There is so much to learn in the garden. Also the timing of this Spring One Room Challenge being later in the season means there’s way more to show as a transformation even though nature itself is doing the work, not me.

To see what projects everyone else is working click here.

 

 

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ORC Week #2 – Exterior Painting & Staining

ORC-Guest-

Time for the week 2 update for the One Room Challenge. This is the stain that I picked to refresh some weathered cedar outside. These ideas can also be applied to staining a deck, wooden stairs, or outdoor wooden furniture that is looking a little run down by the elements.

I chose a semi-transparent to keep the wood grain showing. For the colour choice I went with a slightly warm/grey/taupe.

I looked through the colour chart for Benjamin Moore Arborcoat Semi-Transparent online and then made my choice. I know that wood stains on the warmer/tan side can end up looking orange so I narrowed down to three choices and picked the cooler shade of grey. I chose Rustic Taupe and was happy with how it turned out. Curbside pick up was easy and contactless when I got the paint, along with a wide brush (pictured above).

Here’s a comparison of how the stain changes, depending on what the base is. You need to sand when using a semi-transparent to make sure the cover comes out even.

The before – this was the most worn area of wood.
After Sanding – Before the Stain

 

The most Worn Area, Now Stained

The actual staining process went quite quickly since I had done the sanding prep a different day. The stairs looked way better and now water actually beads on the surface. I think this colour worked out as a good option to refresh old previously untreated wood.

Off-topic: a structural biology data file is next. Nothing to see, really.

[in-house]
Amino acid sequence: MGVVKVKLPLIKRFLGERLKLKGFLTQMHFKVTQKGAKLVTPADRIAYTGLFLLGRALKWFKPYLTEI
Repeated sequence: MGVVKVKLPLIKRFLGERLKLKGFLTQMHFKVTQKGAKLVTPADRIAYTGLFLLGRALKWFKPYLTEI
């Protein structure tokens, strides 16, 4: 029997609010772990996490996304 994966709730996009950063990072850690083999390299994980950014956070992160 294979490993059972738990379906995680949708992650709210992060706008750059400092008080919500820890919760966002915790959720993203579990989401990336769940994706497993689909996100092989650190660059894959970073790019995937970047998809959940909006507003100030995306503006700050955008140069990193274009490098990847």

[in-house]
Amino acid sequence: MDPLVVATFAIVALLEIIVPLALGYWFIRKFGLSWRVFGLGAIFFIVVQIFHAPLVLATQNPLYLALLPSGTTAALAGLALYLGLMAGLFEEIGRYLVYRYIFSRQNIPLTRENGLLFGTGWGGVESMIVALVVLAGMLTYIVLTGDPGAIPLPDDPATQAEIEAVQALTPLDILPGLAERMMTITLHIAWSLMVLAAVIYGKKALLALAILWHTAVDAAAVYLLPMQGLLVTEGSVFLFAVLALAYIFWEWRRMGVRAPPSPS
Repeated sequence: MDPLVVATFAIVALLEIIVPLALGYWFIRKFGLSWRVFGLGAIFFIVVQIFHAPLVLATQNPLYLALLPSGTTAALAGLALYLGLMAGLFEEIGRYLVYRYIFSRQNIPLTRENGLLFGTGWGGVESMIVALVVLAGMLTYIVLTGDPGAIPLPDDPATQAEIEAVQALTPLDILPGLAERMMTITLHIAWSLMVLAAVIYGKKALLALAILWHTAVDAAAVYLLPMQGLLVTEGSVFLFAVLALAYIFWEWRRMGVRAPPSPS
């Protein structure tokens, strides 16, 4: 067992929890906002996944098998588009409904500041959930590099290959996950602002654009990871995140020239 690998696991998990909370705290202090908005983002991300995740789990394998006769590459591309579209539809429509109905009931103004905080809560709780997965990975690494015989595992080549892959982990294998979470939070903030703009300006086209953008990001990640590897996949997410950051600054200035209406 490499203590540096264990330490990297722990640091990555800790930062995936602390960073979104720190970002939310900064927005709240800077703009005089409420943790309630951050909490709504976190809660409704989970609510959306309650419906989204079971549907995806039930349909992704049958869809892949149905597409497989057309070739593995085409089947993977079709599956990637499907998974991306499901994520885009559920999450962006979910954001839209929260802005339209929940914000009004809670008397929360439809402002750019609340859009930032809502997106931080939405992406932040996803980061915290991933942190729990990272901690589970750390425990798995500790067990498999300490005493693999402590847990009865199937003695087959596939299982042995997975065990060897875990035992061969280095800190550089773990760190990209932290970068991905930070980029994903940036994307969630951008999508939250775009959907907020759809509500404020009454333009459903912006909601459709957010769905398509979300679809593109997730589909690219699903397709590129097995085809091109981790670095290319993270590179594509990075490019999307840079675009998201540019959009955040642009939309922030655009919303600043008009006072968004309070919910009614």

Worn, Untreated Wood Before

 

After – Rejuvenated Wood

This was last weekend. Now that I have done the easy part of painting and staining I’ve got to figure out how to put up a fence around the vegetable garden area. I still have no idea how to do this, especially without consulting with the knowledgeable staff at Home Depot who I usually get project advice from and lumber cut.

Here’s a glimpse at this area from the same angle as last year. I’ve started painting the planter boxes as well with paint I had leftover from my exterior painting I had started last year.

This is a glimpse at the front door where I started refreshing the front of the house with classic white instead of the mustard yellow it formerly was.

front door shibang

This pear tree is supposed to be for the backyard but I couldn’t help but leave it here at the front door for a few days. I’m trying to be really calculated with garden purchases (I also don’t know how the cost of a tree could be the same as a hanging flower basket). These hanging baskets are filled with overgrown mint that I dug up from the backyard.

This was last summer when I started updating with paint and trying to create more of a beachy look. The yellow wood trim was getting worn in some areas from time and sun exposure. This was the perfect excuse to convince my husband that it was a preventative maintenance project, not just to beautify.

Now that the weather is warmer and we have to stay close to home but want to be outside here are some ideas to refresh what you may already have:

  • Paint the front door a different colour
  • Stain a worn deck
  • Paint a wooden garage door
  • Repair patio furniture (sanding and staining or spray painting corroded metal)

If you’re looking to use an opaque stain on wood it can be tinted any colour you want. I previously did a black from Home Depot on these cedar planters I built. Also, I have another post for painting a garage door and front door.

 

To see the other projects that bloggers and designers are working on at home check out the One Room Challenge page.